The Case For Voluntary Physician Assisted Suicide

By Kevin Williams 

The following introduction is from Derek Humphry who is the author of the ground-breaking book on assisted suicide entitled Final Exit and the founding father of the Hemlock Society - now known as The Euthanasia Research & Guidance Organization (ERGO) - the world's premier right-to-die organization. ERGO is a nonprofit educational corporation based in the State of Oregon, U.S., and was founded in 1993 to improve the quality of background research and information for hastened dying for persons who are terminally or hopelessly ill and wish to end their suffering. ERGO holds that voluntary euthanasia, assisted suicide, physician-assisted suicide, physician-assisted dying and self-deliverance, are all appropriate life endings depending on the individual medical and ethical circumstances. In the following paragraphs, Humphry presents a very simple and powerful case in favor of the right-to-die position.  

Table of Contents
1. Introduction to Voluntary Euthanasia by Derek Humphry
2. End-of-Life Political Terminology
3. End-of-Life Death Terminology
4. End-of-Life Medical Terminology
5. End-of-Life Diagnostic Terminology
6. End-of-Life Ethical Terminology
7. End-of-Life Legal Terminology
8. The Case for Voluntary Physician Assisted Suicide in General
9. The Case in Favor of Assisted Suicide and Active Voluntary Euthanasia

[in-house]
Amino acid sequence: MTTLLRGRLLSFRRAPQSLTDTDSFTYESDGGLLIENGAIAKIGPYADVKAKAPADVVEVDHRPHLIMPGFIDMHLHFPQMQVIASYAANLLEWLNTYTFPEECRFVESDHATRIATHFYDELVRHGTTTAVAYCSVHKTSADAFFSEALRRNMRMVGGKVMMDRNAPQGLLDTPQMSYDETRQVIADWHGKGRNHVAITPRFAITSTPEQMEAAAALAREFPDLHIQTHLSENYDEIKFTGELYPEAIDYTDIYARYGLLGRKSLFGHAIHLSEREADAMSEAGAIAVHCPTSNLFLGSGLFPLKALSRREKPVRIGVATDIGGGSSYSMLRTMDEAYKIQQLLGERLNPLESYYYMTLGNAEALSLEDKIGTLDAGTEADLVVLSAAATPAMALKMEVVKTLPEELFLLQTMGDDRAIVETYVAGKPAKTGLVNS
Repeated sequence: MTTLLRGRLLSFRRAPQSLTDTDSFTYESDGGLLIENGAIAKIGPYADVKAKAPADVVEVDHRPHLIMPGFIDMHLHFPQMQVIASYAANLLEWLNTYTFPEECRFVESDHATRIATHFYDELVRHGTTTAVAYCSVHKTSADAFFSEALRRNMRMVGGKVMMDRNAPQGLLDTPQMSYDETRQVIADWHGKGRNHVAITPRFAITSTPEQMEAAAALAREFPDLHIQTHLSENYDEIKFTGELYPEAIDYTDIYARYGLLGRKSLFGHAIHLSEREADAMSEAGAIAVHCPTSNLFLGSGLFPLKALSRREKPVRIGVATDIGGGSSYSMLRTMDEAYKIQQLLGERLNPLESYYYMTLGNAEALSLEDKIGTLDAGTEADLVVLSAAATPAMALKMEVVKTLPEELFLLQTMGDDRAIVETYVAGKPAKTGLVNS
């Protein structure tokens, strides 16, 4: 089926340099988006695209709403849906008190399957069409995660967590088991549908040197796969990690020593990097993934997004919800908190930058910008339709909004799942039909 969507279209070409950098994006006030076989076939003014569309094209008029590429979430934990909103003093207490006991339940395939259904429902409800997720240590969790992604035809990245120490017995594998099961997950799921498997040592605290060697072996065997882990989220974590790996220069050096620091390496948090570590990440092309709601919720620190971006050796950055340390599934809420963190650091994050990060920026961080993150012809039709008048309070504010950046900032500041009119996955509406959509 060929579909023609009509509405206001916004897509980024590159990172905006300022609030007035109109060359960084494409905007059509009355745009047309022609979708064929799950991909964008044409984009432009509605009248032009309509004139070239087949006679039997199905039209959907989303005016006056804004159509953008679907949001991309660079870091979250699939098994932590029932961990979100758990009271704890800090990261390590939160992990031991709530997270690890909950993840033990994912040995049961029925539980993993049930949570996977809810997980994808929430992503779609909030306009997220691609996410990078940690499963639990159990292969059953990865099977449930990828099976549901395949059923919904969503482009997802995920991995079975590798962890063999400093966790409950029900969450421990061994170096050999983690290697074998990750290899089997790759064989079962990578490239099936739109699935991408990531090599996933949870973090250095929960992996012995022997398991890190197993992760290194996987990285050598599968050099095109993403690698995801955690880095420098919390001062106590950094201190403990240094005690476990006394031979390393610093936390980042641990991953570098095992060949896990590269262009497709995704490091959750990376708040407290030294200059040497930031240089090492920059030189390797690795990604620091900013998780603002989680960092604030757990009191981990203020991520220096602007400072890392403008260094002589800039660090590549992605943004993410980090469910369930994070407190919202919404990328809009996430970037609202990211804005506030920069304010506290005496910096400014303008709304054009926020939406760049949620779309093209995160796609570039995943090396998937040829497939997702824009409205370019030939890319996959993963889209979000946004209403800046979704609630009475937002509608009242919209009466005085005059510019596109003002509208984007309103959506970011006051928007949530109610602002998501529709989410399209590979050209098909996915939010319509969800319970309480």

a. People Should Be Free to Control Their Life and Death
b. People Should Be Allowed to End Their Suffering
c. Some People are Physically Unable to End Their Lives When the Option is Open to Others
d. Voluntary Euthanasia is Legal
e. Suicide is Legal
10. The Case Against Assisted Suicide and Active Voluntary Euthanasia
 
a. Life is Sacred and Killing is Wrong
b. It Violates Our Duties to God, Ourselves and Others
c. An Incorrect Diagnosis is Possible or a New Treatment Might Be Discovered
d. Voluntary and Informed Consent Can Never Be Absolutely Sure
e. Terminal Patients May Feel Obligated to End Their Lives to Prevent Being a Burden to Others
f. Voluntary Euthanasia Will Eventually Lead to Non-Voluntary Euthanasia Tomorrow
g. It Could Be Used as a Cover for Committing Homicide
h. It Will Create a Decision-Making Bureaucracy That Will Just Prolong Their Agony
i. Physicians Don't Want to Be Nor Should Be Involved in This Kind of Activity